THE fact that most people are staying at home as per the directives of the State of Emergency has seen a decrease in certain crimes such as burglary and domestic violence.
The commander of the National Joint Operations Centre that was set up to coordinate agencies of the national law enforcement cluster’s efforts to combat the spread of the coronavirus, Commissioner Christoph Nakanyala, said that at the same time, 131 people were issued with fines for transgressing the rules and regulations set down during the State of Emergency proclamation.
“Compliance during the first week of the State of Emergency was challenging, however, as time progressed and as we found our feet in enforcing the new rules the operation started to run smoothly. People realised that the rules were implemented for their own safety and listened to the members of joint patrols when requested to go to their homes for instance,” Commissioner Nakanyala said during a briefing at the National COVID-19 Information Centre.
He was of the opinion that the decrease in certain crimes can be ascribed to the fact that people are staying at home while a larger number of patrols are on duty in residential areas which minimises opportunities for criminals to strike.
Nakanyala further noted that the fact that incidences of domestic violence decreased in the Khomas Region is the result of the banning of the sale of alcohol while the State of Emergency is in effect.
Across Namibia, 131 people were issued with fines while in contravention of regulations set down in the State of Emergency proclamation.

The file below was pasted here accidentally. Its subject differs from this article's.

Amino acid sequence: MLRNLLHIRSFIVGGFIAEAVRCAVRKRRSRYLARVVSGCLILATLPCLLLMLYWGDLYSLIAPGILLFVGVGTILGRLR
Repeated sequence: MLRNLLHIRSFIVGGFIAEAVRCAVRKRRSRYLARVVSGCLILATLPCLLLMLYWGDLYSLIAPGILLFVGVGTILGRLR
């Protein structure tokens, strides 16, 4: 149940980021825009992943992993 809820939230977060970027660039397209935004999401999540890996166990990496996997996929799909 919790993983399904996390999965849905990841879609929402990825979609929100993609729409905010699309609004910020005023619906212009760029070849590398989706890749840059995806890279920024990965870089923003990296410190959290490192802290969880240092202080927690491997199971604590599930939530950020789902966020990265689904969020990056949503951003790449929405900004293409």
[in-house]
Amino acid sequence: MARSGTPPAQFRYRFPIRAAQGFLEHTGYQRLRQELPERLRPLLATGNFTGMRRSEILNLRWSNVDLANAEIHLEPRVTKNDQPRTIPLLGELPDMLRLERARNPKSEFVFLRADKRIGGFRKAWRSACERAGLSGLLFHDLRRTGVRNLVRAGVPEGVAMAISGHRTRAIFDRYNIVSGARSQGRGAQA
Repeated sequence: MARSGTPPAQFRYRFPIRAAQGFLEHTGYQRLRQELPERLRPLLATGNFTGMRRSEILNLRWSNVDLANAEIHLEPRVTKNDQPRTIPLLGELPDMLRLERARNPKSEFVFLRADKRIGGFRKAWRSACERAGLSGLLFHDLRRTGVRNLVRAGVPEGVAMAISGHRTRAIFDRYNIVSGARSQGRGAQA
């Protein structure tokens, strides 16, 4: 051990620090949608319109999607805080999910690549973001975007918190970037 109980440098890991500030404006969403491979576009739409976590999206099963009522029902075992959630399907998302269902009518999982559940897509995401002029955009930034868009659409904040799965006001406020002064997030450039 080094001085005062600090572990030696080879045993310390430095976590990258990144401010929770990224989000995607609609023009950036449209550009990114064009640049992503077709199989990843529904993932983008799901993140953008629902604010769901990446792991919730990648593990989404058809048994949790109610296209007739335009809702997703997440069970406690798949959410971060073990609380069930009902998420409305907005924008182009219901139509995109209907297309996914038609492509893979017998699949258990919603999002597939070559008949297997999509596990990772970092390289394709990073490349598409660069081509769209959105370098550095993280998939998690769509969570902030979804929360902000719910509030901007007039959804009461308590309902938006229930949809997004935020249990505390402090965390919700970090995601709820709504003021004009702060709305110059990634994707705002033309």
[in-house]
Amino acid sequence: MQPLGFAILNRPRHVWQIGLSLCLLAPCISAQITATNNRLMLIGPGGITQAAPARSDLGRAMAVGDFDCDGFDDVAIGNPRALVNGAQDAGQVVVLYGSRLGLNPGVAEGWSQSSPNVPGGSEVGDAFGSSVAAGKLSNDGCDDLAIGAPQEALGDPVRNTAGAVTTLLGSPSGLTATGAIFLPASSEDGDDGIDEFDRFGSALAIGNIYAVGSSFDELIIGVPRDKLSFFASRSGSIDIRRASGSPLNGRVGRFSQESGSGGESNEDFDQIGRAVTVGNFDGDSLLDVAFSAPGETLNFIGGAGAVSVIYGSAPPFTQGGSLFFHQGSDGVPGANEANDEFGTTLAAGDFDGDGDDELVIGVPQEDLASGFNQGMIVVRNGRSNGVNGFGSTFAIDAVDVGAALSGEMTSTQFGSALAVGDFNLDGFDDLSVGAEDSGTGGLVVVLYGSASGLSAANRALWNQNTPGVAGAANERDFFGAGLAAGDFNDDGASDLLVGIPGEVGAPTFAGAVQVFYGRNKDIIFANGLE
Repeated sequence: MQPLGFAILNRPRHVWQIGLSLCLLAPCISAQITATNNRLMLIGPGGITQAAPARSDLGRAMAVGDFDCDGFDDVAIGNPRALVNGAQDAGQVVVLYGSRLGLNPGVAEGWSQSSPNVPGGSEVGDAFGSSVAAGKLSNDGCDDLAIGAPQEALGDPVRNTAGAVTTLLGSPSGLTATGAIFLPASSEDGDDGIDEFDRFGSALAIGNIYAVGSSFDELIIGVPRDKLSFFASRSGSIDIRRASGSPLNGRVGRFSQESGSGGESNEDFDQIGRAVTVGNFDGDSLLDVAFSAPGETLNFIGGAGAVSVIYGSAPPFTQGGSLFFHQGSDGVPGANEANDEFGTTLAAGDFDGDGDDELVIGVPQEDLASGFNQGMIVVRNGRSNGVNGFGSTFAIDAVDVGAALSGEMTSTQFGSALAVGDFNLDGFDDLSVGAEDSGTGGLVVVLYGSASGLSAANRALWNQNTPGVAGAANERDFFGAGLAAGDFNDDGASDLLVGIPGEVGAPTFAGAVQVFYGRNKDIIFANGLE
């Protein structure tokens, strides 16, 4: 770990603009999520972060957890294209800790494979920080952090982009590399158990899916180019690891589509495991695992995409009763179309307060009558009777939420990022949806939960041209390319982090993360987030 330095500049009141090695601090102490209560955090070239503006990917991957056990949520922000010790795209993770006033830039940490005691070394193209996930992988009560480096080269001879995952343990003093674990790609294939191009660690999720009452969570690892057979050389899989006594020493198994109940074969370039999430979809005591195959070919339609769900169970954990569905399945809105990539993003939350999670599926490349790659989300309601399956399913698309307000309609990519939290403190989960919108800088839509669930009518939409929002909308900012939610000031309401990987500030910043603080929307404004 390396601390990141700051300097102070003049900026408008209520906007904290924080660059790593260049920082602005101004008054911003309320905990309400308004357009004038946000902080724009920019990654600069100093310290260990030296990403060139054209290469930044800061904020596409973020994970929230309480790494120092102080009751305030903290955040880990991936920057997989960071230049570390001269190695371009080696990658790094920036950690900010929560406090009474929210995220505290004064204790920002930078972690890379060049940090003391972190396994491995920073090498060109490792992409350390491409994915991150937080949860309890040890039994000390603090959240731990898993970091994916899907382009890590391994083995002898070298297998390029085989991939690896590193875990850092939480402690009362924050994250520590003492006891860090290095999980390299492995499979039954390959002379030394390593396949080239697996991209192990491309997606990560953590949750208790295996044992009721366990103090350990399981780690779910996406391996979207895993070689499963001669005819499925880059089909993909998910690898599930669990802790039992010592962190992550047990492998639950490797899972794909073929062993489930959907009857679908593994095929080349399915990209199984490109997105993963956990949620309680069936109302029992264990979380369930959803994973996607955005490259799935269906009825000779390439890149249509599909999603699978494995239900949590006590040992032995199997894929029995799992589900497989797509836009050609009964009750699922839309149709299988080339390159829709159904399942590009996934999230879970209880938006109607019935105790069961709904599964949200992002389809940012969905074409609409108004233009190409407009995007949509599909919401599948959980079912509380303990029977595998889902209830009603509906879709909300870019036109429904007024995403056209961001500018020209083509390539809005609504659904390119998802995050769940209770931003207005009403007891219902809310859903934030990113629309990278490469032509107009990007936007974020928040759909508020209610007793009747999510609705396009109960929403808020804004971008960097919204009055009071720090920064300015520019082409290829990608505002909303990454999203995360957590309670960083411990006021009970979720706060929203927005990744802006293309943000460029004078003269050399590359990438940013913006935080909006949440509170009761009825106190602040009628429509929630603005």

“Of this number, 98 people received fines for selling alcohol, 14 received fines for attending or organising public gatherings where more than 10 people attended and 19 were fined for ignoring orders given by law enforcement officers while roaming the streets outside their homes or travelling,” he explained.
According to Nakanyala, the regulation to halt the sale of alcohol was the most difficult to enforce while people roaming the streets are also still posing challenges for officers on patrol.
He said people gathering in large numbers to mourn a person who died is still a cause for concern.
Nakanyala explains that the Namibian Police has also taken drastic steps to prevent the potential outbreak of COVID-19 among prisoners.
“Space in the holding cells is limited and therefore the continuous management and monitoring of prisoners is a high priority,” he said.
Commissioner Nakanyala said that the visiting of inmates was suspended and that new inmates are kept separately and screened for symptoms of COVID-19 on admission to the holding facility.
He added that the current quarantine measures applicable to civilians have been adapted to manage imamates and the way they are incarcerated.
He further indicated that people accused of serious crimes are locked up in separate designated areas made available in jails by the Correctional Services.